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Sailboat specifications and datasheets

First 265

The First 265 is a 26’ monohull sailboat designed by Jean Marie Finot and Pascal Conq. She was built by Bénéteau (France) and made of monolithic fiberglass / polyester. This sailboat was produced between 1990 and 1997 with 520 hulls completed.

The First 265 belongs to the First range. The First 265 is as well listed, on Boat-Specs.com, in version Wing keel.

Bénéteau First 265 Bénéteau First 265 sailplanBénéteau First 265 layoutBénéteau First 265 sailingBénéteau First 265 accommodations
First 265's   Main Features
Model First 265
Type of hull Monohull
Shipyard
Designer Jean Marie Finot
Pascal Conq
Range First
Construction Hull:
monolithic fiberglass / polyester
Deck:
sandwich balsa / fiberglass / polyester
First built hull 1990
Last built hull 1997
Number of hulls built 520
Appendages Keel :
Fin with bulb
Helm 1 tiller
Rudder 1 spade rudder
Unsinkable No
Trailerable No
French navigation category 3
Standard public price (indicative only) N/A
First 265's   Main dimensions
Length overall 26’ 5”
Hull length 26’
Waterline length 24’ 11”
Beam (width) 9’ 5”
Draft 4’ 11”
Light displacement 4409 lbs
Ballast weight 1433 lbs
Ballast type Cast iron
French customs tonnage 6.66 Tx
First 265's   Rig and sails
Upwind sail area 414 sq.ft
Downwind sail area 764 sq.ft
Mainsail area 188 sq.ft
Genoa area 226 sq.ft
Jib area 129 sq.ft
Symetric spinnaker area 576 sq.ft
Rigging type Sloop Marconi 9/10
Mast position Deck stepped mast
Spars Mast and boom in Aluminum
Standing rigging 1x19 strand wire continuous
Number of levels of spreaders 1
Spreaders angle Swept-back
IiFore triangle height (from mast foot to fore stay attachment) 31’ 4”
JiFore triangle base (from mast foot to bottom of forestay) 10’ 1”
PiMainsail hoist measurement (from tack to head) 30’ 6”
EiMainsail foot measurement (from tack to clew) 10’ 10”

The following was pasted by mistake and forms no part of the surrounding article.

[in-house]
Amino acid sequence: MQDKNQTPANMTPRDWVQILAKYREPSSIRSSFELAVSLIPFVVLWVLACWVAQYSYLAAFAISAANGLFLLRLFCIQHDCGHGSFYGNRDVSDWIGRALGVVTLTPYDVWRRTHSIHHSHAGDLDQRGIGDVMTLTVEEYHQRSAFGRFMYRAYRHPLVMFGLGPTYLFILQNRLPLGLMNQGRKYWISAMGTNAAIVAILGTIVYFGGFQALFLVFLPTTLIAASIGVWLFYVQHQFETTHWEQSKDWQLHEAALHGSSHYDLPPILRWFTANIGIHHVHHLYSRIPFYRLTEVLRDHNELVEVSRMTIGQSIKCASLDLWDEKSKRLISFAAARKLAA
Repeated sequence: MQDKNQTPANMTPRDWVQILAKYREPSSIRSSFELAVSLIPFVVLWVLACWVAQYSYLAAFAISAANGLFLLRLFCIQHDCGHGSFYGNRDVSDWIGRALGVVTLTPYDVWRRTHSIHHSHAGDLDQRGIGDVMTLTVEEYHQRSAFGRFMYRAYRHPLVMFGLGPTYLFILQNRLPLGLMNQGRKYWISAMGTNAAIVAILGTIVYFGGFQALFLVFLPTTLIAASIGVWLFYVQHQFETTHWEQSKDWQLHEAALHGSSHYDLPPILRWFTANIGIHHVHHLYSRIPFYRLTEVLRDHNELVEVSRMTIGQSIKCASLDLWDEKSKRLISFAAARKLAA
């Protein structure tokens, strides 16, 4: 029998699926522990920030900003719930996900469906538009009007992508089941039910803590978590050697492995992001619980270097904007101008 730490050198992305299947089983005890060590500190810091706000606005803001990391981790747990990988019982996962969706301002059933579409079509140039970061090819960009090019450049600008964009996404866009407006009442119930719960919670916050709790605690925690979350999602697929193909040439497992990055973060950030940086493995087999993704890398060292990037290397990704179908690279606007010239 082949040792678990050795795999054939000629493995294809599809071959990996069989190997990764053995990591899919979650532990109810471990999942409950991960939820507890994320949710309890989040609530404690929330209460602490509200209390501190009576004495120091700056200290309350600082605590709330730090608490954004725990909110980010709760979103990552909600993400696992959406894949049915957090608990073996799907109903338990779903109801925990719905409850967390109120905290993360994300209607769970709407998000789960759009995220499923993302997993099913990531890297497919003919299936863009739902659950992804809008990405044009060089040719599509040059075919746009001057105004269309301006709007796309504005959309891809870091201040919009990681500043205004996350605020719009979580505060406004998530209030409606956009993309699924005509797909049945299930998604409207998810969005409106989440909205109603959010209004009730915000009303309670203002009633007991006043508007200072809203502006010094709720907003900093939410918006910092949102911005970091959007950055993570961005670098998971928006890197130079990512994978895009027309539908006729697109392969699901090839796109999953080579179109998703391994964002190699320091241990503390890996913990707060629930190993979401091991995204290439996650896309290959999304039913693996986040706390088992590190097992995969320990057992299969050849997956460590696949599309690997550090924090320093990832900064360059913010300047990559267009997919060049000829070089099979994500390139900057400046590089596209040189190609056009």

First 265's   Performances
HN (French rating) 14.0
Upwind sail area to displacementiThe ratio sail area to displacement is obtained by dividing the sail area by the boat's displaced volume to the power two-thirds.
The ratio sail area to displacement can be used to compare the relative sail plan of different sailboats no matter what their size. Upwind : under 18 the ratio indicates a cruise oriented sailboat with limited performances especially in light wind, while over 23 it indicates a fast sailboat.
24.25
Downwind sail area to displacementiThe ratio sail area to displacement is obtained by dividing the sail area by the boat's displaced volume to the power two-thirds.
The ratio sail area to displacement can be used to compare the relative sail plan of different sailboats no matter what their size. Upwind : under 18 the ratio indicates a cruise oriented sailboat with limited performances especially in light wind, while over 23 it indicates a fast sailboat.
44.73
Displacement-Length ratio (DLR)iThe Displacement Length ratio is a figure that points out the boat's weight compared to its waterline length. DLR is obtained by dividing the boat's displacement in tons by the cube of one one-hundredth of the waterline length (in feet).
The DLR can be used to compare the relative mass of different sailboats no matter what their length: a DLR less than 180 is indicative of a really light sailboat (race boat made for planning), while a DLR greater than 300 is indicative of a heavy cruising sailboat.
130
Ballast ratioiThe Ballast ratio is an indicator of the stability; it is obtained by dividing the boat's displacement by the weight of the ballast. Since the stability depends also of the hull shape and the position of the center of gravity, only boats with similar ballast arrangements and hull shape should be considered.
Higher the ballast ratio is, greater is the stability.
33 %
Hull speediAs a ship moves in the water, it creates standing waves that oppose its movement. This effect increases dramatically the resistance when the boat reaches a speed-length ratio (speed-length ratio is the ratio between the speed in knots and the square root of the waterline length in feet) of about 1.2 (corresponding to a Froude Number of 0.35) . This very sharp rise in resistance, between speed-length ratio of 1.2 to 1.5, is insurmountable for heavy sailboats and so becomes an apparent barrier. This leads to the concept of "hull speed".
The hull speed is obtained by multiplying the square root of the waterline length (in feet) by 1.34.
6.68 knots
First 265's   Auxiliary engine
Engine(s) 1
Engine type Inboard engine
Engine (min/max) 9 HP / 18 HP
Fuel type Diesel
Fuel tank capacity 7.9 gal
First 265's   Accommodation
Cabin(s) 1
Berth(s) (min/max) 2 / 4
Head(s) 1
Fresh water tank capacity 17.2 gal
Fridge/ice-box capacity 13.2 gal
First 265's   Saloon
Maximum headroom 6’ 1”
Berth length 7’ 2”
Berth width 4’ 5”
First 265's   Aft cabin
Berth length 6’ 7”
Berth width 4’ 7”

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